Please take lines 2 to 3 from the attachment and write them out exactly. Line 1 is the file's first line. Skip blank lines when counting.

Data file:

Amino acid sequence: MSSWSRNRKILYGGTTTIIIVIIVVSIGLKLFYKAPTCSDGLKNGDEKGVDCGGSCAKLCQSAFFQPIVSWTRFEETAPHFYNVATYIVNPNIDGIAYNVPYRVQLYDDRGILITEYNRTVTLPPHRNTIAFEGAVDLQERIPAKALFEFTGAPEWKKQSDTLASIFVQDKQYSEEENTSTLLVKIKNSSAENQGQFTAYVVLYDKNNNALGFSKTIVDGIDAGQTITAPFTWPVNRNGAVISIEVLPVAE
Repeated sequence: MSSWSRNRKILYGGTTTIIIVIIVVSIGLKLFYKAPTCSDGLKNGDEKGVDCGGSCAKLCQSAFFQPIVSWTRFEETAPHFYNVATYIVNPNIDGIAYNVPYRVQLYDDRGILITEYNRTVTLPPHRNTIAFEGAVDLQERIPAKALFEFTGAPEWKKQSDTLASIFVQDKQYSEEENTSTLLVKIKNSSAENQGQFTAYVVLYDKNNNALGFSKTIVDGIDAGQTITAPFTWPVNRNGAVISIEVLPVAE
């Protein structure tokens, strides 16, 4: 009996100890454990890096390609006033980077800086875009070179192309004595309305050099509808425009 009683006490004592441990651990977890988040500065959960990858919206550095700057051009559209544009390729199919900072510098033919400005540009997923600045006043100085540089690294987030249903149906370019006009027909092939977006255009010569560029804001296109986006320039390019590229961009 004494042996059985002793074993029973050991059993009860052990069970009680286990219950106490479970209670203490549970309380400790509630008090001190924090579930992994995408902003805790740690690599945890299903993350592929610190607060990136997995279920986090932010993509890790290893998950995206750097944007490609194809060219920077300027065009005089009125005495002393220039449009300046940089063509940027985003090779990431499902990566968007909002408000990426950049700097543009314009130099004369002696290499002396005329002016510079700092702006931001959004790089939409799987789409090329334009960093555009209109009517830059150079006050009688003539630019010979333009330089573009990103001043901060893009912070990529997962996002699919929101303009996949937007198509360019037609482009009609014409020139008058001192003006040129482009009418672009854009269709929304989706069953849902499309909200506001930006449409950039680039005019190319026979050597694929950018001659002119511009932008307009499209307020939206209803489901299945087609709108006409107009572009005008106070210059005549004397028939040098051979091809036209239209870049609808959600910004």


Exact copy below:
Repeated sequence: MSSWSRNRKILYGGTTTIIIVIIVVSIGLKLFYKAPTCSDGLKNGDEKGVDCGGSCAKLCQSAFFQPIVSWTRFEETAPHFYNVATYIVNPNIDGIAYNVPYRVQLYDDRGILITEYNRTVTLPPHRNTIAFEGAVDLQERIPAKALFEFTGAPEWKKQSDTLASIFVQDKQYSEEENTSTLLVKIKNSSAENQGQFTAYVVLYDKNNNALGFSKTIVDGIDAGQTITAPFTWPVNRNGAVISIEVLPVAE
């Protein structure tokens, strides 16, 4: 009996100890454990890096390609006033980077800086875009070179192309004595309305050099509808425009 009683006490004592441990651990977890988040500065959960990858919206550095700057051009559209544009390729199919900072510098033919400005540009997923600045006043100085540089690294987030249903149906370019006009027909092939977006255009010569560029804001296109986006320039390019590229961009 004494042996059985002793074993029973050991059993009860052990069970009680286990219950106490479970209670203490549970309380400790509630008090001190924090579930992994995408902003805790740690690599945890299903993350592929610190607060990136997995279920986090932010993509890790290893998950995206750097944007490609194809060219920077300027065009005089009125005495002393220039449009300046940089063509940027985003090779990431499902990566968007909002408000990426950049700097543009314009130099004369002696290499002396005329002016510079700092702006931001959004790089939409799987789409090329334009960093555009209109009517830059150079006050009688003539630019010979333009330089573009990103001043901060893009912070990529997962996002699919929101303009996949937007198509360019037609482009009609014409020139008058001192003006040129482009009418672009854009269709929304989706069953849902499309909200506001930006449409950039680039005019190319026979050597694929950018001659002119511009932008307009499209307020939206209803489901299945087609709108006409107009572009005008106070210059005549004397028939040098051979091809036209239209870049609808959600910004």